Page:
Summary: I’m an internationalist, always have been. I believe in the use of American soft power, with hard power in reserve as a last resort for cases which can’t be resolved using soft power alone. I’m not an isolationist, find those tendencies EXTREMELY dangerous, and believe that as much as we don’t want to be the “world policeman,” if we withdraw behind the oceans the vacuum will be filled by terrorists and rogue nations. We absolutely can’t do that. Also, many if not most problems these days are trans-national in nature, climate change being the leading example. So…I like the answers of those (e.g., Beyer, Levine, Herring, Shuttleworth) along those lines, and didn’t like the answers of those (e.g., Hope, Euille) that were not along those lines. I DID like Ebbin’s answer on immigration reform, and agree it is both a domestic and international issue, but I’d like to hear more about Ebbin’s overall foreign policy outlook.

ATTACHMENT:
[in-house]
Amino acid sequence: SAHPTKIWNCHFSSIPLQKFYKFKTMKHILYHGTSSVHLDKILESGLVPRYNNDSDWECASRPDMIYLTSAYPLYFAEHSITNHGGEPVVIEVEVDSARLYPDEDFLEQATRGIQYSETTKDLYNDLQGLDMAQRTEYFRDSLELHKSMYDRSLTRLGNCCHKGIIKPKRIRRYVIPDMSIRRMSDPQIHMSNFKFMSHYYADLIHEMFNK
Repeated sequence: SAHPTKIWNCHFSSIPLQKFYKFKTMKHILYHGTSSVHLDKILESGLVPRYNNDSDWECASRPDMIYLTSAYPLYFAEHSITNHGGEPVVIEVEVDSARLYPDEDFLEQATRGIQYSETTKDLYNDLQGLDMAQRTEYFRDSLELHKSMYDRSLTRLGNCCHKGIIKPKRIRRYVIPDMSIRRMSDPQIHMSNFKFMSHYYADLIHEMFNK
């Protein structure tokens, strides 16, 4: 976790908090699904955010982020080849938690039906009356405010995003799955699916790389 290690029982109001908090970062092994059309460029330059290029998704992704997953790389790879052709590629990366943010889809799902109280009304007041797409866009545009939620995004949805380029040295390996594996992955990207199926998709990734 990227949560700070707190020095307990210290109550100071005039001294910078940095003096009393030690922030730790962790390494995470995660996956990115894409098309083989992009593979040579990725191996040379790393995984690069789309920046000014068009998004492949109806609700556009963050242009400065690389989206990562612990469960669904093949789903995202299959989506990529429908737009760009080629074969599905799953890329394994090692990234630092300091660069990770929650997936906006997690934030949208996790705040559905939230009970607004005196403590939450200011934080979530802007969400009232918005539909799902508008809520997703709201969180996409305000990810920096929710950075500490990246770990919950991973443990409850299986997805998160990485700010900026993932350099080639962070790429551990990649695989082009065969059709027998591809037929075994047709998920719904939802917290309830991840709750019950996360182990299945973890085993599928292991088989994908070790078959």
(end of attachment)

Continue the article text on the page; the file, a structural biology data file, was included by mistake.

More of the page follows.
Closing statements

    Herring: Emphasized that Congress is broken (although I have no idea how she – or anyone else – would fix that). She said she has proven her effiiacy in the General assembly.

    Levine: Not a conventional politician, has very strong beliefs, doesn’t have to look at polls to decide what his beliefs are. We need to prevent injustice wherever it occurs. “I don’t quit…will continue to fight” for universal health care, to punish polluters personally, to “fight for you.” Don’t give up with “half measures.”

    Ebbin: Candidates agree on most issues, use similar slogans, but he’s proven his effectiveness.

    Shuttleworth: Emphasis on soft power to increase national security.

    Korpe: Immigrant, self-made man, engineer, not a career politician, will bring power back to the people. Pragmatic approach to getting things done.

    Chatman: Emphasis on “more diverse representation.” “I’m a fighter, but I’m a coalition builder and a collaborator.” Has gotten “real things done in the community.”

    Beyer: Respects all the candidates, but we do bring different strengths to this race. Businessman. Lt. Governor. Ambassador. Transition team at Dept. of Commerce. Proven experience, tested leadership, and a lifelong commitment to serving others.”

    Hope: Running to be the voice for the people who don’t have a voice, who are downtrodden (e.g., the poorest among us). We need someone who’s going to fight every day for lower income people. “Pass the torch to a new generation of progressive leadership.”

    Euille: Emphasis on being Mayor, just like Jim Moran was. He’s a “workaholic.” Continue what he’s done on the local level to Congress.